IPE includes all types of educational training where activities focus on more than one profession and where interprofessional learning (IPL) stems from joint and interactive group processes [4]. The students are active participants, and they learn with and from each other in authentic activities [5]. The groups often consist of nursing and medicine students overlapping with physiotherapy and occupational therapy students [2, 6, 7]. IPE can consist of a wide range of activities depending on the aims, educational setting, and availability of participants. Systematic reviews have identified a wide range of IPL activities, e.g., rotations at IPTWs, clinical scenarios, group discussions, simulator training, and community projects [8, 9]. Students in the community setting suggested that co-location alone is not enough for different professionals to learn together effectively, and facilitation is vital [10]. The supervisors are the key to setting realistic goals, motivating students, managing interactions, minimising friction, and ensuring equal participation in IPE [9]. The supervisors’ facilitative actions are supposed to be strategic and create opportunities for the learners to think, act, and reflect together as a team [11].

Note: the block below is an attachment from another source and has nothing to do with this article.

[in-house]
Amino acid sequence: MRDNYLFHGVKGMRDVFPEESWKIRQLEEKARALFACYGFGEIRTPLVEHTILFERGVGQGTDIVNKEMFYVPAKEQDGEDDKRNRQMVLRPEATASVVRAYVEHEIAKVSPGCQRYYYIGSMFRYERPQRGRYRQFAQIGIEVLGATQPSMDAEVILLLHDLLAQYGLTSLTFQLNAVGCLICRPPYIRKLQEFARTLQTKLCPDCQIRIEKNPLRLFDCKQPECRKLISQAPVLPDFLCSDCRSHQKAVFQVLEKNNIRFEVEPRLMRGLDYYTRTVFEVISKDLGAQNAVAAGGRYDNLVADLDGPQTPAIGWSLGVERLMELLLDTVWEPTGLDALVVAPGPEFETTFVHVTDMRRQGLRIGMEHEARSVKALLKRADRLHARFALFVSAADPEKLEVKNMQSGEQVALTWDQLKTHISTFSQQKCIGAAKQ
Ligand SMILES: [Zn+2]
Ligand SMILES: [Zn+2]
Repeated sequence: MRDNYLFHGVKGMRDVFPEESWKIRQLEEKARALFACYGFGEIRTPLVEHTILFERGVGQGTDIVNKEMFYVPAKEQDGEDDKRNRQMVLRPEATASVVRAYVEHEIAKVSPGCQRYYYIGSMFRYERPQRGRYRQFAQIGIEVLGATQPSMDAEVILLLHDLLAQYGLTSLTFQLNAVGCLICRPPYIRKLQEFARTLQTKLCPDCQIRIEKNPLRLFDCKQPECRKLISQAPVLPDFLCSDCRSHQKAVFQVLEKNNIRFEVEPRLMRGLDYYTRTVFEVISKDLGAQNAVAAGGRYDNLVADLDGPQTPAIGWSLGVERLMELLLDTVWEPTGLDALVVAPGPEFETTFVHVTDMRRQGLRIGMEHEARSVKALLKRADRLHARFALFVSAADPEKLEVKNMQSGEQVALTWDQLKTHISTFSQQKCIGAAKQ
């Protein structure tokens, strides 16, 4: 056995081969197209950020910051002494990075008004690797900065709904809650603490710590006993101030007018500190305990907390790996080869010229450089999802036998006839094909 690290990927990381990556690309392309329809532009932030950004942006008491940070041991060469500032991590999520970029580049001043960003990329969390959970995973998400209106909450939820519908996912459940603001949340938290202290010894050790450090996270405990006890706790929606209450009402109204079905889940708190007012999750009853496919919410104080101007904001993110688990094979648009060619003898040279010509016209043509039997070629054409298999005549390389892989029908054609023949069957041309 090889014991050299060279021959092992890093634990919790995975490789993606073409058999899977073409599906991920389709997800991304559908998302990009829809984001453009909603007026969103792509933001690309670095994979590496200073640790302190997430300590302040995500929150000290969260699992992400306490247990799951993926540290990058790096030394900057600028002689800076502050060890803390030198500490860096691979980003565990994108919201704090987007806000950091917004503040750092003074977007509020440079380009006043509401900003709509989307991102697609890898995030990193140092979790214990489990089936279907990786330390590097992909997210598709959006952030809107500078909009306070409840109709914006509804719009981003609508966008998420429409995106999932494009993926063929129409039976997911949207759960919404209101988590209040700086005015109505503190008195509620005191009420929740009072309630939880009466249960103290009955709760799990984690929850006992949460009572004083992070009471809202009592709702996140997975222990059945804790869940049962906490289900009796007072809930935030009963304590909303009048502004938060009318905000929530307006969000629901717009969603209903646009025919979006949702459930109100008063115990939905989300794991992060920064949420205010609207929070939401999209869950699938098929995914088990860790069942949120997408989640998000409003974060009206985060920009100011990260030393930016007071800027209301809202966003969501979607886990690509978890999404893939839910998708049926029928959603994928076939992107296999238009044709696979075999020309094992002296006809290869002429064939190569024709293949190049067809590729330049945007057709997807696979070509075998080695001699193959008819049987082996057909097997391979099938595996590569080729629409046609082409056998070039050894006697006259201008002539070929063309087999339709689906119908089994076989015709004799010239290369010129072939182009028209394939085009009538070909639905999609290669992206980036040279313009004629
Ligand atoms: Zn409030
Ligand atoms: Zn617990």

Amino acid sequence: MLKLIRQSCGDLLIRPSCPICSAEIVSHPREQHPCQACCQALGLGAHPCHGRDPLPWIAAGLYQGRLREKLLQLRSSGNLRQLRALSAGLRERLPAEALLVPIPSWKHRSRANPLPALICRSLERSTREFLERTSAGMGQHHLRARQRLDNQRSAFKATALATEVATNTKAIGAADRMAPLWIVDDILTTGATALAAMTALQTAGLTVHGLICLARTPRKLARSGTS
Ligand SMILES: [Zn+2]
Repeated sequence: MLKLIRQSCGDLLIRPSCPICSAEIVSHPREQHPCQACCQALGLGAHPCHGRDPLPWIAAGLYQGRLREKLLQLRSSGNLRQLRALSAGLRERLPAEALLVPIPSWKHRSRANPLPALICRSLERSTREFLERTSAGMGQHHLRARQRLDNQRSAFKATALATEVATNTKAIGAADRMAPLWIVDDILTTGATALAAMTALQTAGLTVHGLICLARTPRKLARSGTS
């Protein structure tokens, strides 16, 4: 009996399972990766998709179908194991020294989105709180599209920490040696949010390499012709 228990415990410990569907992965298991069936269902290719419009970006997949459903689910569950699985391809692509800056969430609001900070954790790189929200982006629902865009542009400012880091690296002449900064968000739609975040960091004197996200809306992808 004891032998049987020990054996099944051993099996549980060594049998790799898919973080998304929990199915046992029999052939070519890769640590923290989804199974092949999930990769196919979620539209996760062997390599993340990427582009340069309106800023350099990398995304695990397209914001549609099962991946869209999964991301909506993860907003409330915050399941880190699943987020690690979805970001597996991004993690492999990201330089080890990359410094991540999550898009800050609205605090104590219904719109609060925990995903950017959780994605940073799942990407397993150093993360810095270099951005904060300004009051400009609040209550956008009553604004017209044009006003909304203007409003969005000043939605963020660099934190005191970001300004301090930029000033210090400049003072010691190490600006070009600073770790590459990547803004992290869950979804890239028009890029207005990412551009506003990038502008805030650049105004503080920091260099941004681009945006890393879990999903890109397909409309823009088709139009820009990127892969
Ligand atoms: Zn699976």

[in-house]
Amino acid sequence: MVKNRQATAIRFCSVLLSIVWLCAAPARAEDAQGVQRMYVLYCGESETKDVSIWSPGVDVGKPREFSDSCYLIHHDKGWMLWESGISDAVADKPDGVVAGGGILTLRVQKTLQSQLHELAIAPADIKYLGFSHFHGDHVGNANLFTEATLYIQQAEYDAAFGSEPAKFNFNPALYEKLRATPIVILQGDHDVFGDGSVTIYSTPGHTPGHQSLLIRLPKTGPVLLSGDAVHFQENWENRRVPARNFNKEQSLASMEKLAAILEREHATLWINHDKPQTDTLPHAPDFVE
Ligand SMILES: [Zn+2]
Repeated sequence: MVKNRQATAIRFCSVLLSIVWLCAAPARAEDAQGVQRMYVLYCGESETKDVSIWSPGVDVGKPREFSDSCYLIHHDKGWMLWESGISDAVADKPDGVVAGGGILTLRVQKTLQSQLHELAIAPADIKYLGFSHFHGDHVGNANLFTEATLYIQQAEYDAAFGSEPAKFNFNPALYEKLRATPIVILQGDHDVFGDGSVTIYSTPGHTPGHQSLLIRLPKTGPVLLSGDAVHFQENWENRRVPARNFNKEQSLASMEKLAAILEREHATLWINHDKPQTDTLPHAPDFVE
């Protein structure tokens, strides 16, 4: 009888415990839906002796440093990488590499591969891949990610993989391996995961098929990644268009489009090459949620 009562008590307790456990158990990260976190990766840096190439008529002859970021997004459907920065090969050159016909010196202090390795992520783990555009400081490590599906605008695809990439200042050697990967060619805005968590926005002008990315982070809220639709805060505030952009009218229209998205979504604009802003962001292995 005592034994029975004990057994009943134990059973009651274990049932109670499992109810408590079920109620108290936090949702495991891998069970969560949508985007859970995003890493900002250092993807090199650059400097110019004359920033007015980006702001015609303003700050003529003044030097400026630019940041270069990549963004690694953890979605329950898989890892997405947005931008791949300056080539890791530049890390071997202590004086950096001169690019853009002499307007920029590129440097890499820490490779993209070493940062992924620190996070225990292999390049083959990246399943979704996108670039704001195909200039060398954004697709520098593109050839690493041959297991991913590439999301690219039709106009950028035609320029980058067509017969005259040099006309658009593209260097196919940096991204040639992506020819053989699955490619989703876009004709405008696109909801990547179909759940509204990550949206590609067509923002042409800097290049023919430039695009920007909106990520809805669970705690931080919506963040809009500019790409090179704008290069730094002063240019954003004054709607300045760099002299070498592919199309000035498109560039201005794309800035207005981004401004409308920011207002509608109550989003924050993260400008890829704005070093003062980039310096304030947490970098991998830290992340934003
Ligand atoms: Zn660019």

Researchers have systematically mapped IPE [2, 6,7,8], and have shown that setting and context matters [8] and contextual factors influence IPE [9]. Therefore, in each activity developed and implemented in different contexts the students’ experiences should be considered. Little is known about IPE in the ambulance service and it may present a new setting for IPL as it is recognised as presenting opportunities for undergraduate nursing students to learn about and with patients, and students can follow patients through the chain of care [12, 13]. In the chain of care, the ambulance team’s first encounter with the patient is through the dispatch of the ambulance assignment. The emergency medical communications centre (EMCC) conveys information to the ambulance team, including priority of assignment and an assessment of the patient’s illness/injury. The next step in the chain of care is when the ambulance team enter the scene [14], assess medical and nursing needs, initiate symptom alleviation and/or medical treatment, and decide on further care needed and optimal level of care for the patient [15]. After decisions are made, the patient is transported to the next level of care [16] or stays at the scene with self-care advice [17]. During transport to the next level of care, continuous assessments, medical and nursing interventions are carried out as needed. The ambulance team’s participation in the chain of care usually ends with the handover of the patient to the next level of care, e.g., emergency department (ED) or other health care facility [16]. It has been suggested that the ambulance service may be suitable for IPE, since patients present with a variety of symptoms and with both nursing and medical needs [18, 19]. In addition, supervisors are available to facilitate IPE for the duration of the ambulance assignment. An ambulance team consists of one registered nurse (RN) with 1 year of additional training in emergency care and one emergency medical technician (EMT) with basic life support competence [16]. In addition, there are physician-manned units in the emergency medical services (EMS) and medical supervisors at the EMCC assisting the ambulance team as needed. Examples of assignments where the ambulance team and physicians in the EMS work together include cases of cardiac arrest, child illness, birth, and other severe and/or life-threatening situations. The medical supervisors at the EMCC support the ambulance team in decision making concerning, e.g., non-conveyance patients. Altogether, this setting provides the required conditions for IPE for nursing and medical students. Therefore, the aim of this study was to explore undergraduate students’ experiences of collaboration and learning together during their clinical rotation in the ambulance service.